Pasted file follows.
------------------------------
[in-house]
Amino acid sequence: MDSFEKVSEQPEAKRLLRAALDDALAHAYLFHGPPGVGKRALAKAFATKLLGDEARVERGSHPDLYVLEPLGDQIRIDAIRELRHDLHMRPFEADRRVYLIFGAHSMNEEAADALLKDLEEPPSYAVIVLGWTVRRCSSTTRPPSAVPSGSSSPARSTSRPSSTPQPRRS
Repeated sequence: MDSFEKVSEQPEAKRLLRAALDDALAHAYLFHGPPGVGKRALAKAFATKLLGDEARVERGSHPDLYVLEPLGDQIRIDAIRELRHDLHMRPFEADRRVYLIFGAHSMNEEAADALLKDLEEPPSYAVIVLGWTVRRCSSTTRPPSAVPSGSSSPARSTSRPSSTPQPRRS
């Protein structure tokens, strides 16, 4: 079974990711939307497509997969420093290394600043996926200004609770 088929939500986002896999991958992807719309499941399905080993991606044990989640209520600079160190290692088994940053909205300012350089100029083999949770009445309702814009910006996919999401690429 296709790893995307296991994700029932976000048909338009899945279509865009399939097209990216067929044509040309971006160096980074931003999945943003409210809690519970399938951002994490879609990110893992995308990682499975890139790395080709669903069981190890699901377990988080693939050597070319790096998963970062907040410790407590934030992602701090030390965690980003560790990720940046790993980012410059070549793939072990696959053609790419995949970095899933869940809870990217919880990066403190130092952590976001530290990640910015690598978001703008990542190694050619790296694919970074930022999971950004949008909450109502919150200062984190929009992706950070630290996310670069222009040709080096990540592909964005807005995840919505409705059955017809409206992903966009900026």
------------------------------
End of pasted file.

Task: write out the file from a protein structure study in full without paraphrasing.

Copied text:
[in-house]
Amino acid sequence: MDSFEKVSEQPEAKRLLRAALDDALAHAYLFHGPPGVGKRALAKAFATKLLGDEARVERGSHPDLYVLEPLGDQIRIDAIRELRHDLHMRPFEADRRVYLIFGAHSMNEEAADALLKDLEEPPSYAVIVLGWTVRRCSSTTRPPSAVPSGSSSPARSTSRPSSTPQPRRS
Repeated sequence: MDSFEKVSEQPEAKRLLRAALDDALAHAYLFHGPPGVGKRALAKAFATKLLGDEARVERGSHPDLYVLEPLGDQIRIDAIRELRHDLHMRPFEADRRVYLIFGAHSMNEEAADALLKDLEEPPSYAVIVLGWTVRRCSSTTRPPSAVPSGSSSPARSTSRPSSTPQPRRS
């Protein structure tokens, strides 16, 4: 079974990711939307497509997969420093290394600043996926200004609770 088929939500986002896999991958992807719309499941399905080993991606044990989640209520600079160190290692088994940053909205300012350089100029083999949770009445309702814009910006996919999401690429 296709790893995307296991994700029932976000048909338009899945279509865009399939097209990216067929044509040309971006160096980074931003999945943003409210809690519970399938951002994490879609990110893992995308990682499975890139790395080709669903069981190890699901377990988080693939050597070319790096998963970062907040410790407590934030992602701090030390965690980003560790990720940046790993980012410059070549793939072990696959053609790419995949970095899933869940809870990217919880990066403190130092952590976001530290990640910015690598978001703008990542190694050619790296694919970074930022999971950004949008909450109502919150200062984190929009992706950070630290996310670069222009040709080096990540592909964005807005995840919505409705059955017809409206992903966009900026």